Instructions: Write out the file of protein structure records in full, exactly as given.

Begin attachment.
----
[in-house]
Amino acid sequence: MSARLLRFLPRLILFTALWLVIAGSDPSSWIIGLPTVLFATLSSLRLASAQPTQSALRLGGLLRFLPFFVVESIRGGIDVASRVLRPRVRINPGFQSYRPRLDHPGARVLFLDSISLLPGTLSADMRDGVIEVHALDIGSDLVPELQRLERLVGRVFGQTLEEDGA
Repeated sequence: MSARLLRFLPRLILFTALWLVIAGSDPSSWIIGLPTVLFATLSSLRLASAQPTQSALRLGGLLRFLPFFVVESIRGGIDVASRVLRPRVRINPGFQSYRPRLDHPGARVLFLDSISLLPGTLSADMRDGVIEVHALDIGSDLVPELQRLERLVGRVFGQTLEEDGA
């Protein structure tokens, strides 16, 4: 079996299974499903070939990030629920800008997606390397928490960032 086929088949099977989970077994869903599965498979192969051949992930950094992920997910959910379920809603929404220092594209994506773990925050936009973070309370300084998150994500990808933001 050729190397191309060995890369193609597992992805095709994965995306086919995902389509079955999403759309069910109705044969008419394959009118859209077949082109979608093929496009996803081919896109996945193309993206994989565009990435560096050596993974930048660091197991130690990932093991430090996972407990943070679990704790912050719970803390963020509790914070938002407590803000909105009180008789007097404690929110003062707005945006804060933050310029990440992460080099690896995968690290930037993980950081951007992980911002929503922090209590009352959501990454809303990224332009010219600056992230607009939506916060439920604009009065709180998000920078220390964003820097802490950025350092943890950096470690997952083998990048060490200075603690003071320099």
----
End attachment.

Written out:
[in-house]
Amino acid sequence: MSARLLRFLPRLILFTALWLVIAGSDPSSWIIGLPTVLFATLSSLRLASAQPTQSALRLGGLLRFLPFFVVESIRGGIDVASRVLRPRVRINPGFQSYRPRLDHPGARVLFLDSISLLPGTLSADMRDGVIEVHALDIGSDLVPELQRLERLVGRVFGQTLEEDGA
Repeated sequence: MSARLLRFLPRLILFTALWLVIAGSDPSSWIIGLPTVLFATLSSLRLASAQPTQSALRLGGLLRFLPFFVVESIRGGIDVASRVLRPRVRINPGFQSYRPRLDHPGARVLFLDSISLLPGTLSADMRDGVIEVHALDIGSDLVPELQRLERLVGRVFGQTLEEDGA
């Protein structure tokens, strides 16, 4: 079996299974499903070939990030629920800008997606390397928490960032 086929088949099977989970077994869903599965498979192969051949992930950094992920997910959910379920809603929404220092594209994506773990925050936009973070309370300084998150994500990808933001 050729190397191309060995890369193609597992992805095709994965995306086919995902389509079955999403759309069910109705044969008419394959009118859209077949082109979608093929496009996803081919896109996945193309993206994989565009990435560096050596993974930048660091197991130690990932093991430090996972407990943070679990704790912050719970803390963020509790914070938002407590803000909105009180008789007097404690929110003062707005945006804060933050310029990440992460080099690896995968690290930037993980950081951007992980911002929503922090209590009352959501990454809303990224332009010219600056992230607009939506916060439920604009009065709180998000920078220390964003820097802490950025350092943890950096470690997952083998990048060490200075603690003071320099």